Galactorrhoea is a discharge of milk from the nipple outside of the period ofbreast-feeding. The discharge may be passive or require pressure on the breast and may affect one or both nipples (uni or bilateral galactorrhoea).
While galactorrhoea is usually due to disturbance of prolactin, the pituitary hormone responsible for lactation, it may not be caused by any disease, nor by the contraceptive pill, nor (to a lesser extent) is it necessarily a sign of breast cancer.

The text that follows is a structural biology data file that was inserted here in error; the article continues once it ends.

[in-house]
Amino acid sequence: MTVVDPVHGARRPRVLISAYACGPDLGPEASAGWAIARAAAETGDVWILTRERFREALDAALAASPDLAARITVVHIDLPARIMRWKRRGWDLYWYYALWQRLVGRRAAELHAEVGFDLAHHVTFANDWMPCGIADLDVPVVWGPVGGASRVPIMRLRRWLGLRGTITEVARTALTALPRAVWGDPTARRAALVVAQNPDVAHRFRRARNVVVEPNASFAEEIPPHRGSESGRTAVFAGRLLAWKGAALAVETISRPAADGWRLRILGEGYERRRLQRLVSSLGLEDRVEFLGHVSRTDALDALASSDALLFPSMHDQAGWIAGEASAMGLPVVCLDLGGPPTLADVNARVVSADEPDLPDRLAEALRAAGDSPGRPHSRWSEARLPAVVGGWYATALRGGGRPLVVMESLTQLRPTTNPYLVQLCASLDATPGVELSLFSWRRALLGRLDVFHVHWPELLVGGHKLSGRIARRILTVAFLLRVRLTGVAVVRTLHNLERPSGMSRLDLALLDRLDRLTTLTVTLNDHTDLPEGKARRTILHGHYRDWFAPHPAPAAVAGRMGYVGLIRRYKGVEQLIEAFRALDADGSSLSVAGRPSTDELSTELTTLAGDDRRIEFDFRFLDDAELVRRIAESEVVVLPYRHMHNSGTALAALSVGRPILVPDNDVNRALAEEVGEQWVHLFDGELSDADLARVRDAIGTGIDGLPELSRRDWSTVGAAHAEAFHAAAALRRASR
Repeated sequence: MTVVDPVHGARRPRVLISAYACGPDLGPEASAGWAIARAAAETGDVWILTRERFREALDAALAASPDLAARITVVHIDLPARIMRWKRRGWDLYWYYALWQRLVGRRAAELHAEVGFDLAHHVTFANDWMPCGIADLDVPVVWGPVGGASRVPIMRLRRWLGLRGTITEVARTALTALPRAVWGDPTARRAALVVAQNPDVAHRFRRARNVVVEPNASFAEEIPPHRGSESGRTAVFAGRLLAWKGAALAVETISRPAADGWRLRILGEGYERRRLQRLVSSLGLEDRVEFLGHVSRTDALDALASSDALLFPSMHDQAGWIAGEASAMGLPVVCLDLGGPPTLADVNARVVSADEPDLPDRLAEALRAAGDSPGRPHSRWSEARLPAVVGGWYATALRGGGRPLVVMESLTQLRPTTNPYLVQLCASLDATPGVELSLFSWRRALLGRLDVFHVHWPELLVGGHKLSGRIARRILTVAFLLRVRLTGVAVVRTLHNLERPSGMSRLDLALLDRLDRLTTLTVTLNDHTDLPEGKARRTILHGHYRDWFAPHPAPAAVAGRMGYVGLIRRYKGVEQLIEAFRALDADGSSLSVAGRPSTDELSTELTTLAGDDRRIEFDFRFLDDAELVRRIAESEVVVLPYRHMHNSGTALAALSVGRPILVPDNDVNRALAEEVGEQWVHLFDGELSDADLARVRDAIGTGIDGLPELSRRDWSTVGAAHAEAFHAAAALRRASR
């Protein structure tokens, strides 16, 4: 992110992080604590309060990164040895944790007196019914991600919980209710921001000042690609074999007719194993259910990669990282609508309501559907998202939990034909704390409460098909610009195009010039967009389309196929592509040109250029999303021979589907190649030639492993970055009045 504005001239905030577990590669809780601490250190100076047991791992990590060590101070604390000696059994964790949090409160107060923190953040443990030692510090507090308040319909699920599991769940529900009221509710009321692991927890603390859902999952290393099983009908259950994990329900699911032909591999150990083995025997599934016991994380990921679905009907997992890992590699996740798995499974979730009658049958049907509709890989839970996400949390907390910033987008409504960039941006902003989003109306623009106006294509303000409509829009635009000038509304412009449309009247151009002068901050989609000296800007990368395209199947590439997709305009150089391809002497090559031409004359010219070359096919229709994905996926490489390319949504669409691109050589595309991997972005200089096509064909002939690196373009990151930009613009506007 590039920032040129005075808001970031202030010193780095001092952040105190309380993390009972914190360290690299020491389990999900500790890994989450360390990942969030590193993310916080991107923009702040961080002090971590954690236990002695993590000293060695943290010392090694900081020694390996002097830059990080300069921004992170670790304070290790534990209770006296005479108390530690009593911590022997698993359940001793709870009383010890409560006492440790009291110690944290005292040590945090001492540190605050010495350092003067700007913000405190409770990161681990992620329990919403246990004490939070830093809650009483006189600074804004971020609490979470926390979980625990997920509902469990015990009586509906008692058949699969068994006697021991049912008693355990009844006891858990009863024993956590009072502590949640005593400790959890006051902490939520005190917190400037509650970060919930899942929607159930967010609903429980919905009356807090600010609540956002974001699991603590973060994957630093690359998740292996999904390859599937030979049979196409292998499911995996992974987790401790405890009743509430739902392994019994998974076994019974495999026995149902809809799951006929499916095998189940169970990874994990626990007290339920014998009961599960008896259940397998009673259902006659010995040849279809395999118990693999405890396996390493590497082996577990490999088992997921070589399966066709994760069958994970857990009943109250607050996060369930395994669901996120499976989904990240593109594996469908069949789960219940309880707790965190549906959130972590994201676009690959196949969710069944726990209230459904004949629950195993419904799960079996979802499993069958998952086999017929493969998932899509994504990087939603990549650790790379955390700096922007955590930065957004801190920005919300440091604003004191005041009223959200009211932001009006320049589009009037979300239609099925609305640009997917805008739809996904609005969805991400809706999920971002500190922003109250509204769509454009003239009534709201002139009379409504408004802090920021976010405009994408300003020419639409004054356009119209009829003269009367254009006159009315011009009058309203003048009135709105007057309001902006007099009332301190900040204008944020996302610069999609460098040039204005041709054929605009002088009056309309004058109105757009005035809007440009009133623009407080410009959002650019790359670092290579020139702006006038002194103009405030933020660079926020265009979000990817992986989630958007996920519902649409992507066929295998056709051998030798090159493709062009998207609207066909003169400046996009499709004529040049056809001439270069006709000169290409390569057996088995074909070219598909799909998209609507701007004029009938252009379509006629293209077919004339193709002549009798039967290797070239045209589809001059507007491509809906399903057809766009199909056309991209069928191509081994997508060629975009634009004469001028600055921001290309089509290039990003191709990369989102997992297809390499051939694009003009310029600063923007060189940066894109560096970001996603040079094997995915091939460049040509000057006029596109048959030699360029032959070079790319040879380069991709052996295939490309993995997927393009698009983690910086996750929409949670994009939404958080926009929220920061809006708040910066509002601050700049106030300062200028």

Galactorrhoea is treated by treating the underlying disease (treatment of breast-cancer, change of pill…). If the cause is benign but the discharge continues, non-steroidal anti-inflammatory drugs or antibiotics may be used. Alternatively, pyramidectomy or galactophorectomy may be performed, which involves excising the galactophore (the duct which carries milk).
Galactorrhoea is the secretion of milk outside of the period of breast-feeding. © Ken Hammond, Wikimedia, public domain